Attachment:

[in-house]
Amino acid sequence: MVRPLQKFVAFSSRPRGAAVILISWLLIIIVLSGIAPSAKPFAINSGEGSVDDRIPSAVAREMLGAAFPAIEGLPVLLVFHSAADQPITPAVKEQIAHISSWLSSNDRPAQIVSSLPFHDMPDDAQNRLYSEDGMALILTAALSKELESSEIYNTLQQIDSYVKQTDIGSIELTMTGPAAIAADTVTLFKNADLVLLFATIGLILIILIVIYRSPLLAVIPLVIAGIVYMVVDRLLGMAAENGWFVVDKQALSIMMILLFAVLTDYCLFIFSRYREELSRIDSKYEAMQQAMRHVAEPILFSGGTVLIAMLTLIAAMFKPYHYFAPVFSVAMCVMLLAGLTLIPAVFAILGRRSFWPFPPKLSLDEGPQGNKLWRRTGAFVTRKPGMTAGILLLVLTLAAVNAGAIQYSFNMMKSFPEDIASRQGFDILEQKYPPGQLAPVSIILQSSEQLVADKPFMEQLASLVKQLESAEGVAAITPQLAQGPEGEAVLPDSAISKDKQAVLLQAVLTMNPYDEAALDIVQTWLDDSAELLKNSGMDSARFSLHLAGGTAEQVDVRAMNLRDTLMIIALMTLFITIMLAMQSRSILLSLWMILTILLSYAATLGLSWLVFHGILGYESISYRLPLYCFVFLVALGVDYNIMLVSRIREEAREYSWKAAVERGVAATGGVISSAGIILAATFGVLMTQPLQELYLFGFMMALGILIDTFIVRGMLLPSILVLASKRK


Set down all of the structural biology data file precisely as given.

[in-house]
Amino acid sequence: MVRPLQKFVAFSSRPRGAAVILISWLLIIIVLSGIAPSAKPFAINSGEGSVDDRIPSAVAREMLGAAFPAIEGLPVLLVFHSAADQPITPAVKEQIAHISSWLSSNDRPAQIVSSLPFHDMPDDAQNRLYSEDGMALILTAALSKELESSEIYNTLQQIDSYVKQTDIGSIELTMTGPAAIAADTVTLFKNADLVLLFATIGLILIILIVIYRSPLLAVIPLVIAGIVYMVVDRLLGMAAENGWFVVDKQALSIMMILLFAVLTDYCLFIFSRYREELSRIDSKYEAMQQAMRHVAEPILFSGGTVLIAMLTLIAAMFKPYHYFAPVFSVAMCVMLLAGLTLIPAVFAILGRRSFWPFPPKLSLDEGPQGNKLWRRTGAFVTRKPGMTAGILLLVLTLAAVNAGAIQYSFNMMKSFPEDIASRQGFDILEQKYPPGQLAPVSIILQSSEQLVADKPFMEQLASLVKQLESAEGVAAITPQLAQGPEGEAVLPDSAISKDKQAVLLQAVLTMNPYDEAALDIVQTWLDDSAELLKNSGMDSARFSLHLAGGTAEQVDVRAMNLRDTLMIIALMTLFITIMLAMQSRSILLSLWMILTILLSYAATLGLSWLVFHGILGYESISYRLPLYCFVFLVALGVDYNIMLVSRIREEAREYSWKAAVERGVAATGGVISSAGIILAATFGVLMTQPLQELYLFGFMMALGILIDTFIVRGMLLPSILVLASKRK